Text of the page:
imageThe Economist’s blog, Erasmus: Religion and Public Policy has published what I think may be so far the best exposition-time article on the shroud. The Shroud of Turin: Both visible and hidden is fair, perhaps more so than I unfairly expected when I began to read it:

And at the heart of all this activity is a great mystery. The last few popes have spoken of the shroud with awe and encouraged people to contemplate it, but the Vatican has in recent years avoided any pronouncement on whether the cloth really is the one that covered Jesus. In 1988, carbon-dating tests were carried out in laboratories in three countries, and concluded that the fabric had been constructed in the 13th or 14th century; it was a medieval fake. But believers in the shroud’s authenticity point to countervailing evidence: traces of pollen from plants found only in the east Mediterranean, for example. It has been argued that extraneous matter, or radioactivity, could have skewed the carbon-dating results.

To the naked eye, images of the front and back of a slim, dignified man are only dimly visible. But in certain ways, the picture on the Shroud has become more accessible over the past century or so, as it has been subjected to different forms of photographic analysis, and the three-dimensional qualities of the image have been studied. The image does correspond with the Biblical account of a man who was lashed all over his body with a particular kind of whip, commonly used in Roman times, and crowned with thorns which caused heavy bleeding. It also looks clear that the victim was hung up to die after nails were driven through his wrists, not his palms as most religious art would have it. If this was a forgery, it was an ingenious and anatomically intelligent one.

Do read it:  The Shroud of Turin: Both visible and hidden

Computer Generated Young Jesus From Image on Shroud

image

Philip Willan writing in The Times:

Italian police are accustomed to “ageing” photographs of wanted gangsters to help them track down fugitive.

Now they have reversed the process to generate a photofit image of Jesus Christ as a child, using as their starting point the adult man captured in Turin’s famous shroud, believed by many Catholics to represent the face of the crucified Christ.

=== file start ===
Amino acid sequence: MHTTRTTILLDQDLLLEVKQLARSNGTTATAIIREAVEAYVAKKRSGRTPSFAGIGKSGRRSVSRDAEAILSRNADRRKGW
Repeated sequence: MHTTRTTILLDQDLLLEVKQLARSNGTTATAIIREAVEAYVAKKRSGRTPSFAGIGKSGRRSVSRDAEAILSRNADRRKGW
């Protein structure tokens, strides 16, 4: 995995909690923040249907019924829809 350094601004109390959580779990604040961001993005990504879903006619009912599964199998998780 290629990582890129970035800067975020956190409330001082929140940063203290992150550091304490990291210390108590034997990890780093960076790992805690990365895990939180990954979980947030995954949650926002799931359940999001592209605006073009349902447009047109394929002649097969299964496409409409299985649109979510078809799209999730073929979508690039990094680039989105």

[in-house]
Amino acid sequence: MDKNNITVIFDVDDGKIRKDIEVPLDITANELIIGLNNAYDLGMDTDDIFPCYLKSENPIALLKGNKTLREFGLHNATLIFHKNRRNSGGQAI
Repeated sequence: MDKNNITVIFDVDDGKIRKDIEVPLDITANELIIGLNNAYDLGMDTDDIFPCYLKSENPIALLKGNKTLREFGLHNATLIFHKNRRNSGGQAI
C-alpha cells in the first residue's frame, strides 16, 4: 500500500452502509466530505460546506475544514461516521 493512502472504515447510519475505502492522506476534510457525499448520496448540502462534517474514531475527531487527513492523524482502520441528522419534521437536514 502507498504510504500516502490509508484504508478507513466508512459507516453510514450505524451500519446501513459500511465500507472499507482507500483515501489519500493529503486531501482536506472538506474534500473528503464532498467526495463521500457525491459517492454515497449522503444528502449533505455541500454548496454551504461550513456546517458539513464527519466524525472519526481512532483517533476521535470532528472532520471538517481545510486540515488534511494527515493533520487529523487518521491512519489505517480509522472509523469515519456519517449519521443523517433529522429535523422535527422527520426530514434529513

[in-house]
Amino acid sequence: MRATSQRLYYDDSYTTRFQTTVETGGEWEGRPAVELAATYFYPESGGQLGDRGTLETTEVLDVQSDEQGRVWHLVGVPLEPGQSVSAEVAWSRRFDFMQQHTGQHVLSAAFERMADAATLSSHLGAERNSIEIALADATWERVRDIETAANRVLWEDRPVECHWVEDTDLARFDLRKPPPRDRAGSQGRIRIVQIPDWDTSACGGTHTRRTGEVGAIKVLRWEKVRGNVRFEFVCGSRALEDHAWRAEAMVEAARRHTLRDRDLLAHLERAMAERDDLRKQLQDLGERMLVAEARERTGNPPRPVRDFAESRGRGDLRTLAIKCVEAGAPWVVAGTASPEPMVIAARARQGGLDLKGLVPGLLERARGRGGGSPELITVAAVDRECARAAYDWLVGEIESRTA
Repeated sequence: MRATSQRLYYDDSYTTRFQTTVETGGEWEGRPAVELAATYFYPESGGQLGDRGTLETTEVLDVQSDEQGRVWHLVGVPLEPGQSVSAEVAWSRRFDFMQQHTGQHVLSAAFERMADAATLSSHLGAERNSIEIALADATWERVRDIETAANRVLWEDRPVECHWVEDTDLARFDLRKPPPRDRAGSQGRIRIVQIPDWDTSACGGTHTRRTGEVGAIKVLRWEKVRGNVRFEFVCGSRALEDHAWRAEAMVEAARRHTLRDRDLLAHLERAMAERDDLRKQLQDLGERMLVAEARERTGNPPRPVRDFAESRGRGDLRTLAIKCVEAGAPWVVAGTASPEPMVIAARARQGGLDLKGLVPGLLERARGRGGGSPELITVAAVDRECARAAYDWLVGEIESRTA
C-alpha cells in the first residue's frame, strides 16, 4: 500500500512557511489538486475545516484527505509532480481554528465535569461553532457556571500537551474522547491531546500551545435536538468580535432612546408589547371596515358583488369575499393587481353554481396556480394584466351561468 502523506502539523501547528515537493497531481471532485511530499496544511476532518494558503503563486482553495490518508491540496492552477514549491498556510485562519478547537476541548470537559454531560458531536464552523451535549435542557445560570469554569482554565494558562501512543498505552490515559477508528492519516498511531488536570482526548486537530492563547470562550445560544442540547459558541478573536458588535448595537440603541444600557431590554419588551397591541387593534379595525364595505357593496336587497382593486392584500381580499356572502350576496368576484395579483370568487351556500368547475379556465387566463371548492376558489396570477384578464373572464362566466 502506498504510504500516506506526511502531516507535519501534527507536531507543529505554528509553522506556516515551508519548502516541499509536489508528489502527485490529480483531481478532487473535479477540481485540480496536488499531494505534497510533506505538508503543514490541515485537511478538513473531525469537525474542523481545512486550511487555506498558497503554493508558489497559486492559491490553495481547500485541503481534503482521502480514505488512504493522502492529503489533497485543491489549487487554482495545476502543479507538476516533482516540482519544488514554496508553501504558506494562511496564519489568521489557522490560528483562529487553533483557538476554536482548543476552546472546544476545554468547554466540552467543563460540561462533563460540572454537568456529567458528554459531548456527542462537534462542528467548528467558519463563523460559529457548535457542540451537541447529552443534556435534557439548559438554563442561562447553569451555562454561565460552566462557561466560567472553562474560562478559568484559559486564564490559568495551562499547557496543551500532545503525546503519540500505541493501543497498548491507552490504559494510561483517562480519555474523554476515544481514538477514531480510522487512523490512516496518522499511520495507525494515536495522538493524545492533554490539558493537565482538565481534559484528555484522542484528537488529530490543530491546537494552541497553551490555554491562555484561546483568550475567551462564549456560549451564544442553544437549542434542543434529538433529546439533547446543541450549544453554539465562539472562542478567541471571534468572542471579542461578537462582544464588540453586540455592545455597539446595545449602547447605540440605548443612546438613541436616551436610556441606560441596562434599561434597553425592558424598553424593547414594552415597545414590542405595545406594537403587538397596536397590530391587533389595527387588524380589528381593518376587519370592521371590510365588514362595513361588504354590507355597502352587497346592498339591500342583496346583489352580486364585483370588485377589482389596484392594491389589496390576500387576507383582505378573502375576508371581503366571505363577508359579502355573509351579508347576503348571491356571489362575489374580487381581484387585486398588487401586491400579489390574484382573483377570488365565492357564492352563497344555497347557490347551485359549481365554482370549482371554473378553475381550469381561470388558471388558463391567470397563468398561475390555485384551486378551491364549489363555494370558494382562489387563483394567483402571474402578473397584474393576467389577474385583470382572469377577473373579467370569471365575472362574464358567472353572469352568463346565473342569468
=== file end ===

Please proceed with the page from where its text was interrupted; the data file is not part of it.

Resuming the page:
The computer-generated images were released to mark a two-month exhibition during which the 14-foot-long sheet, normally kept in a sealed container in a chapel next to Turin Cathedral, will remain on public display in the city. Pope Francis is due to visit . . .

Student Newspaper Article About the Shroud

imageThere is an interesting perspective on the shroud by Nathanael Jones in Southern Accent, the student newspaper of Southern Adventist University, a Seventh Day Adventist school. The article is  What the Shroud of Turin and you have in common:

As the school year comes to a close and it’s time to start summer ministries, I was looking for a bit of new inspiration. Where is God? How can I know He’s with me? How can I see Him, know for sure that I’m not taking part in a make-believe ministry?

According to the Wall Street Journal, this past Sunday the Shroud of Turin was displayed for the first time in five years. The Shroud is a Catholic relic that they believe to be the burial cloth of Jesus Christ. Over 1 million people reserved tickets to see it and the Pope has plans to pray in front of it in the coming months.

“Relics are proof that God shared our history,” said Paul Badde, a well-known Catholic author.

All of this got me thinking about whether protestant Christians have proof that God shared our history, since we don’t keep physical relics of God’s Holiness on earth, and if we do, what it is?

[. . . ]

To my way of thinking, there is a bit of misunderstanding about Catholics, Protestants in a broader context, the shroud as a relic and the meaning of proof. But I like the measure and spirit of the article.